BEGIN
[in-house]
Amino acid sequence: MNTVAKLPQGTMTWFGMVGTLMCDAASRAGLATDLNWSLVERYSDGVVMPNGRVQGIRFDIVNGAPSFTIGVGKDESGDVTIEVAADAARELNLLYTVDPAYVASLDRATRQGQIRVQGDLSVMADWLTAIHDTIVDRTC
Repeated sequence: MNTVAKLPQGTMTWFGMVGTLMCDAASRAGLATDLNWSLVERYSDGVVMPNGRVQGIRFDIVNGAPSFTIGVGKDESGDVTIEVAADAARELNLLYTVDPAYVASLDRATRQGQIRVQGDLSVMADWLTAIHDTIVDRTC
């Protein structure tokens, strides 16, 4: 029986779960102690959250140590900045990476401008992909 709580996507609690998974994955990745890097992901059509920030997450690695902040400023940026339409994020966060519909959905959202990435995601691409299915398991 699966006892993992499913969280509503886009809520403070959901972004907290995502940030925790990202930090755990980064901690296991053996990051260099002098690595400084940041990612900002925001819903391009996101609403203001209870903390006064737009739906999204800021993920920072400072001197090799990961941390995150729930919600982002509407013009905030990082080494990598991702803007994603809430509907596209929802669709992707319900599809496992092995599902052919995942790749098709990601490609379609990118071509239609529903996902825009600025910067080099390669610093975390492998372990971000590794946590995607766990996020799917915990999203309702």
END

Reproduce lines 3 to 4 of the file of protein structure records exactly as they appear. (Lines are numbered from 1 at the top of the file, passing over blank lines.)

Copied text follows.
Repeated sequence: MNTVAKLPQGTMTWFGMVGTLMCDAASRAGLATDLNWSLVERYSDGVVMPNGRVQGIRFDIVNGAPSFTIGVGKDESGDVTIEVAADAARELNLLYTVDPAYVASLDRATRQGQIRVQGDLSVMADWLTAIHDTIVDRTC
């Protein structure tokens, strides 16, 4: 029986779960102690959250140590900045990476401008992909 709580996507609690998974994955990745890097992901059509920030997450690695902040400023940026339409994020966060519909959905959202990435995601691409299915398991 699966006892993992499913969280509503886009809520403070959901972004907290995502940030925790990202930090755990980064901690296991053996990051260099002098690595400084940041990612900002925001819903391009996101609403203001209870903390006064737009739906999204800021993920920072400072001197090799990961941390995150729930919600982002509407013009905030990082080494990598991702803007994603809430509907596209929802669709992707319900599809496992092995599902052919995942790749098709990601490609379609990118071509239609529903996902825009600025910067080099390669610093975390492998372990971000590794946590995607766990996020799917915990999203309702």